As sustainable solutions continue to make a mark in the world of fashion, players in the luxury fashion industry are upping their efforts to become more environmentally friendly. For one, luxury marketplace, FARFETCH, is making efforts to become more sustainable with its later partnership with online consignment and thrift store, thredUp, to offer a donation program called FARFETCH Donate.
The program enables FARFETCH customers to extend the life of their clothes while earning shopping credit and raising money for charity.
“We’re excited to work with thredUP to offer US consumers an easy and sustainable way to refresh their wardrobes,” said Thomas Berry, Director of Sustainable Business at FARFETCH.
“FARFETCH Donate is an innovative service, elevating the traditional donation experience by making it both easy and rewarding for customers, delivering a positive impact by extending the life of good quality pieces, and supporting multiple charities along the way. thredUP is helping us do this in a seamless and scalable way.”
The offering, which is being powered by thredUp’s Resale-as-a-Service (RaaS), will offer Clean Out Kits to FARFETCH customers, who can then use the kits to ship out their clothes, bags and shoes to thredUP.
Once an item gets sold on thredUP, sellers can choose between a select group of charities to donate at least 50 percent of the proceed and receive any remaining payout in FARFETCH shopping credit.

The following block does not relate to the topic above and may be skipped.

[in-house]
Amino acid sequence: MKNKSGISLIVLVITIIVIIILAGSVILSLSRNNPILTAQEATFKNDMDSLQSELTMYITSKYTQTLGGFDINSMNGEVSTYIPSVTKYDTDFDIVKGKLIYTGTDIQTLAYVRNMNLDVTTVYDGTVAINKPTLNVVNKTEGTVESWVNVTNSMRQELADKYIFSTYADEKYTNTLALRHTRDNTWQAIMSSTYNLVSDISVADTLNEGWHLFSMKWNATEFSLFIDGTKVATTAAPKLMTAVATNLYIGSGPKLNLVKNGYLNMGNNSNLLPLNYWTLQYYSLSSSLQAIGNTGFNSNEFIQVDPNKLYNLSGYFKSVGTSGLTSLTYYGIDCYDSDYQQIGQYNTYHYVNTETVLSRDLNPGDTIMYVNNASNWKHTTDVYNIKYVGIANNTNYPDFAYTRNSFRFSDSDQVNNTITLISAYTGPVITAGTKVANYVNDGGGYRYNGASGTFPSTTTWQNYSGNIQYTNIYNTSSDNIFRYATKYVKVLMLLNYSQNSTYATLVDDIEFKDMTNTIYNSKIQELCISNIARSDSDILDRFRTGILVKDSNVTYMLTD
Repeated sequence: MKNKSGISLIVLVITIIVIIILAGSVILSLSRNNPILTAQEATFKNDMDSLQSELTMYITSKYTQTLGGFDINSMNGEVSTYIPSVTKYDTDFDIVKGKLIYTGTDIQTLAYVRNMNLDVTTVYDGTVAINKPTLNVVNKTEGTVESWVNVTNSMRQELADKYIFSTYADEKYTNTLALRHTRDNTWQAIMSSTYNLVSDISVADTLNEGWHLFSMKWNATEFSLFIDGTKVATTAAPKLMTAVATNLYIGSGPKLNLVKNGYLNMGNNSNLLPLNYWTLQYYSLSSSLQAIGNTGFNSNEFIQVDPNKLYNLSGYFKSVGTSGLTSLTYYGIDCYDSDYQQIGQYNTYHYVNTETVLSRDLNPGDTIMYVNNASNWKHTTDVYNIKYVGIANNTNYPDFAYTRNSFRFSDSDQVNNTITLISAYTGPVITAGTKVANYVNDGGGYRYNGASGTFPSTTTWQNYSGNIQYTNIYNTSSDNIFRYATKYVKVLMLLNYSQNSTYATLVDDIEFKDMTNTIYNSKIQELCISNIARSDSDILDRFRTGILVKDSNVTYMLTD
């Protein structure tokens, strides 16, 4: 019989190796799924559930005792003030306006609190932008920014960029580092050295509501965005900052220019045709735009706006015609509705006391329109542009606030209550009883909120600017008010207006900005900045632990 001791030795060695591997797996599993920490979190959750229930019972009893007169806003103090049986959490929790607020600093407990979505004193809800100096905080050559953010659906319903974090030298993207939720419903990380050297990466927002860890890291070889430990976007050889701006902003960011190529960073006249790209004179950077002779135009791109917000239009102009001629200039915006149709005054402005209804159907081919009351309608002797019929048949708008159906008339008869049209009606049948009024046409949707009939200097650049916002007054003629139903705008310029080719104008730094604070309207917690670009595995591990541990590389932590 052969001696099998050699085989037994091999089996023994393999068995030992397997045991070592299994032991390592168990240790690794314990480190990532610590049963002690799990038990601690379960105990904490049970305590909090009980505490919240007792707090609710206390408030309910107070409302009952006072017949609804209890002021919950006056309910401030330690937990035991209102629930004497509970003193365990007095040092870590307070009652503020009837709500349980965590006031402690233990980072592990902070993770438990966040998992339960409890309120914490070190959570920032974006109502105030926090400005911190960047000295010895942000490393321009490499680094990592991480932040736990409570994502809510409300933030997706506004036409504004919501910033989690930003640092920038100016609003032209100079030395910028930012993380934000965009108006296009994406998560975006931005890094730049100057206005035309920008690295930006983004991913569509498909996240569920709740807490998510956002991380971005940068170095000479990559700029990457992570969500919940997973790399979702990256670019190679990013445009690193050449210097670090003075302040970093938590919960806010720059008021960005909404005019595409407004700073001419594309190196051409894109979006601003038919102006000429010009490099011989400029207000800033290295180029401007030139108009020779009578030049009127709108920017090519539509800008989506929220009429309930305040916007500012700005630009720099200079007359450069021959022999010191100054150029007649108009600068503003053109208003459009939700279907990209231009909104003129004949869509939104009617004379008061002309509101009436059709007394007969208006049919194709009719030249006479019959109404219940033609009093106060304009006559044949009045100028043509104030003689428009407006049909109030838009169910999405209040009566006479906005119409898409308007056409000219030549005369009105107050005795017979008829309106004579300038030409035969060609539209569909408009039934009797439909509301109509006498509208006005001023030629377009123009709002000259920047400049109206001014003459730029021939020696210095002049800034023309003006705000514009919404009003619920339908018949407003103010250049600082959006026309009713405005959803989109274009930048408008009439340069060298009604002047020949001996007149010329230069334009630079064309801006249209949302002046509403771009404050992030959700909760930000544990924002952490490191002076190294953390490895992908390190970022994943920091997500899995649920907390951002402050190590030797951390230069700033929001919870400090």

“Resale is an inevitable part of fashion’s evolution and is the next emerging channel for apparel retailers,” said James Reinhart, Co-Founder and CEO at thredUP.
“FARFETCH is one of the most innovative, forward-thinking companies in the luxury fashion industry, and we’re honored to power and scale their donation program and help create a more sustainable future for fashion.”
FARFETCH is the first company to have partnered with thredUP’s to leverage its new white-label offering. The solution extends a fully customized resale experience tailored to the FARFETCH brand and its customers.
FARFETCH Donate plays an integral part in the luxury marketplace’s sustainability strategy as the platform aims to be “more circular than linear” by 2030.
The news follows thredUP’s move to file an S-1 with the U.S. Securities and Exchange Commission (SEC) for an initial public offering. The company’s move to go public comes at a time when resale consumption has skyrocketed over the course of the last 15 months, marking a shift in consumers’ buying behaviors — a trend that is unlikely to die down anytime soon.
Fashion resale platform Vestiaire Collective, for example, reported a 33 percent increase in the number of daily listings back in mid-April. Meanwhile, Redwood City, California-based resale platform Poshmark Inc., which reported an increase in sales, also filed for an initial public offering back in December 2020.